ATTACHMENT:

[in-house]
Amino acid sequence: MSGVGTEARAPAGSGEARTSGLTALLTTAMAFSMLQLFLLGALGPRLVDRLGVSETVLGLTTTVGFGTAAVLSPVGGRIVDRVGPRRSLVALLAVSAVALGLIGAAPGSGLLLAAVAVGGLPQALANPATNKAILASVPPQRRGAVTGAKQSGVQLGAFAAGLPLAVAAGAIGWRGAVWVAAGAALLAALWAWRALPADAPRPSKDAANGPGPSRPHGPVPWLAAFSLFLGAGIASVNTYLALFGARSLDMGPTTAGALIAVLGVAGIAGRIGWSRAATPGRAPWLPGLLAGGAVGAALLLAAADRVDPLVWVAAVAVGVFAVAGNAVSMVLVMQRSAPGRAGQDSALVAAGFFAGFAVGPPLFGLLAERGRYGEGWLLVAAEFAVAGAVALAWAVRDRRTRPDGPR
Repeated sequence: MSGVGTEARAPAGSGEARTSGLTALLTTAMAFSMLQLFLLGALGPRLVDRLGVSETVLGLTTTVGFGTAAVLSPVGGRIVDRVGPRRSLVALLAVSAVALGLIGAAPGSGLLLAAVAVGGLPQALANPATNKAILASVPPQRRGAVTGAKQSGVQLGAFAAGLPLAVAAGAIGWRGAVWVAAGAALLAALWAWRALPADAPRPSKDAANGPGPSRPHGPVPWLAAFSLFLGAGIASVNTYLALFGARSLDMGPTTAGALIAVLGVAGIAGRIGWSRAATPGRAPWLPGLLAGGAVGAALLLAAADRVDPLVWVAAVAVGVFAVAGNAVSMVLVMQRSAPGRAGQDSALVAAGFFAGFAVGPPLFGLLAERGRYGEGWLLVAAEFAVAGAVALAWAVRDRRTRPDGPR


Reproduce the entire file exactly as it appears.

[in-house]
Amino acid sequence: MSGVGTEARAPAGSGEARTSGLTALLTTAMAFSMLQLFLLGALGPRLVDRLGVSETVLGLTTTVGFGTAAVLSPVGGRIVDRVGPRRSLVALLAVSAVALGLIGAAPGSGLLLAAVAVGGLPQALANPATNKAILASVPPQRRGAVTGAKQSGVQLGAFAAGLPLAVAAGAIGWRGAVWVAAGAALLAALWAWRALPADAPRPSKDAANGPGPSRPHGPVPWLAAFSLFLGAGIASVNTYLALFGARSLDMGPTTAGALIAVLGVAGIAGRIGWSRAATPGRAPWLPGLLAGGAVGAALLLAAADRVDPLVWVAAVAVGVFAVAGNAVSMVLVMQRSAPGRAGQDSALVAAGFFAGFAVGPPLFGLLAERGRYGEGWLLVAAEFAVAGAVALAWAVRDRRTRPDGPR
Repeated sequence: MSGVGTEARAPAGSGEARTSGLTALLTTAMAFSMLQLFLLGALGPRLVDRLGVSETVLGLTTTVGFGTAAVLSPVGGRIVDRVGPRRSLVALLAVSAVALGLIGAAPGSGLLLAAVAVGGLPQALANPATNKAILASVPPQRRGAVTGAKQSGVQLGAFAAGLPLAVAAGAIGWRGAVWVAAGAALLAALWAWRALPADAPRPSKDAANGPGPSRPHGPVPWLAAFSLFLGAGIASVNTYLALFGARSLDMGPTTAGALIAVLGVAGIAGRIGWSRAATPGRAPWLPGLLAGGAVGAALLLAAADRVDPLVWVAAVAVGVFAVAGNAVSMVLVMQRSAPGRAGQDSALVAAGFFAGFAVGPPLFGLLAERGRYGEGWLLVAAEFAVAGAVALAWAVRDRRTRPDGPR